Many professionals and employees have realised that the newly implemented remote and flexible work policies have allowed them to work free from the anchor of a company office or workspace. This has given birth to far more remote workers and digital nomads seeking the freedom of movement while still building a career.

With a whole new generation of people aiming to live this modern nomadic life, 1 in 3 remote workers plan to relocate or work from abroad; the accommodation has begun to evolve and adapt the world over to receive them.

Let’s take a look at the ever-growing choice of digital nomad accommodation and how it can help you lead a freer and more fulfilling working life.

  1. Short Term lets/apartments

When traveling and working around the world as a digital nomad, it can often be a struggle to find accommodation to suit your lifestyle. 19% of new digital nomads even said they find it challenging to find accommodation in new places. One of the more popular options for short-term stays is to rent an apartment on a short-term basis, covering only a few months at a time.

The advantage of living in a short-term apartment is feeling grounded in your own space, without any long-term commitments. You can agree with the landlord, or lady, a preferred length of stay, be it a few weeks or a couple of months. Short-term apartments also mean you don’t have to trade your domestic lifestyle in while you’re on the road. Apartments will have all comforts you may have enjoyed at home, but you are able to up and leave to your next exciting destination.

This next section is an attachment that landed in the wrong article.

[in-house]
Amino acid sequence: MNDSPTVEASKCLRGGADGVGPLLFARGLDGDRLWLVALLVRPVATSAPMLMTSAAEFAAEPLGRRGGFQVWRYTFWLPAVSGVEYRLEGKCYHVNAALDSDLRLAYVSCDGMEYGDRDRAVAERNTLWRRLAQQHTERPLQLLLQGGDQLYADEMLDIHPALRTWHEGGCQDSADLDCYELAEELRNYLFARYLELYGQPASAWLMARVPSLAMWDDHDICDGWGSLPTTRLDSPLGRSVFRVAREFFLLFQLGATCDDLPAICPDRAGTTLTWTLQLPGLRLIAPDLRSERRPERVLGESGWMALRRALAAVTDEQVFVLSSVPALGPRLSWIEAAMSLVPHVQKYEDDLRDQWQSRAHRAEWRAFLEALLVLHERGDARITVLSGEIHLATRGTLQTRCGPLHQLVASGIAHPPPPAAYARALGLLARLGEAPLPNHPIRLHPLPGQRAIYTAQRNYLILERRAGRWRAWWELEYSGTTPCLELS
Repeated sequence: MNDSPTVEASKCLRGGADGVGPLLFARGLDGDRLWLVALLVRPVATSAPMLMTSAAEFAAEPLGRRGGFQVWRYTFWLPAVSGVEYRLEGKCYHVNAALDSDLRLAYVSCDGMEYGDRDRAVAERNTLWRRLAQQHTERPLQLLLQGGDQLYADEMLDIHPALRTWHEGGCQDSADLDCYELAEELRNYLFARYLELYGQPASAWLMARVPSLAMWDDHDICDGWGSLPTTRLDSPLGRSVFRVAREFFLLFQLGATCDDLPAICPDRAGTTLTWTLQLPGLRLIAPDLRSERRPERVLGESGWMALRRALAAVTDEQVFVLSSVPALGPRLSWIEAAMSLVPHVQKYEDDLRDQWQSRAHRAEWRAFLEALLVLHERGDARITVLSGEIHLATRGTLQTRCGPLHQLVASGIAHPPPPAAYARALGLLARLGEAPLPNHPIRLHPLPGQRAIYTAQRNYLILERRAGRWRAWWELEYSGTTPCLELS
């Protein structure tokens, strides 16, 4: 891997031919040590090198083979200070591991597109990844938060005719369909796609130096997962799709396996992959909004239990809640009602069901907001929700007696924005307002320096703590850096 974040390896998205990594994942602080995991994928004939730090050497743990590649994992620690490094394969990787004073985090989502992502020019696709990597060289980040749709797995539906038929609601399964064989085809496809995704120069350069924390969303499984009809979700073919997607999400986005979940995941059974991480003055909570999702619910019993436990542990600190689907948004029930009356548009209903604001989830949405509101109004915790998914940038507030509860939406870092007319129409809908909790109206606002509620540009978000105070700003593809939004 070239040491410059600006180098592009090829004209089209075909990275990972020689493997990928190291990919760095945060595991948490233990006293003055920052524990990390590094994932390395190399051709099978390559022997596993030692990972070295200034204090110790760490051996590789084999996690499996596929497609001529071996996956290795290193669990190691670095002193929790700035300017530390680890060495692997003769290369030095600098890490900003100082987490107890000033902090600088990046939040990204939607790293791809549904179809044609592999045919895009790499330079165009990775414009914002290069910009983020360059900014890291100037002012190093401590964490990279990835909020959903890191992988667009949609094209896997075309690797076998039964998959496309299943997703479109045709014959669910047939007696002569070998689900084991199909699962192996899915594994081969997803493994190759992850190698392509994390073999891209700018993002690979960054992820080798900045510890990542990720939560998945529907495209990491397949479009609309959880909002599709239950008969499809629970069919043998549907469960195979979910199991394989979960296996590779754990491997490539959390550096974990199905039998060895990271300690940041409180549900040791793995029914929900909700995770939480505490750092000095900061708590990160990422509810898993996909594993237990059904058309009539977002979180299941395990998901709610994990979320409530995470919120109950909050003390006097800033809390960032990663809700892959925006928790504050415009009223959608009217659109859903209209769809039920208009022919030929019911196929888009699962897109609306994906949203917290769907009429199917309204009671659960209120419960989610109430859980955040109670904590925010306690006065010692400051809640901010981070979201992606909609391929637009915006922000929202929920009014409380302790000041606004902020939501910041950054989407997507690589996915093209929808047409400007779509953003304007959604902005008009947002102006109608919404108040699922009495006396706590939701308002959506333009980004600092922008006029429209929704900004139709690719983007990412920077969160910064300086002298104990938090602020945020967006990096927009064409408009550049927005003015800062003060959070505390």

There are a few possible negatives to choosing short-term apartments.  Firstly, you may warm to the place and want to stay. You will, however, have to relinquish it for the next tenant coming in unless the stay can be renegotiated.  Furthermore, short term let rates tend to be higher than mid or long term and in most cases, you’ll also have to pay upfront for the whole stay, which can add unwanted financial pressure.

With more and more property owners seeing the potential of housing options for a digital nomad, there will be a continuous rise in short-term lets/apartments worldwide. For now, websites such as Airbnb are perfect for finding digital nomad housing such as short-term apartments.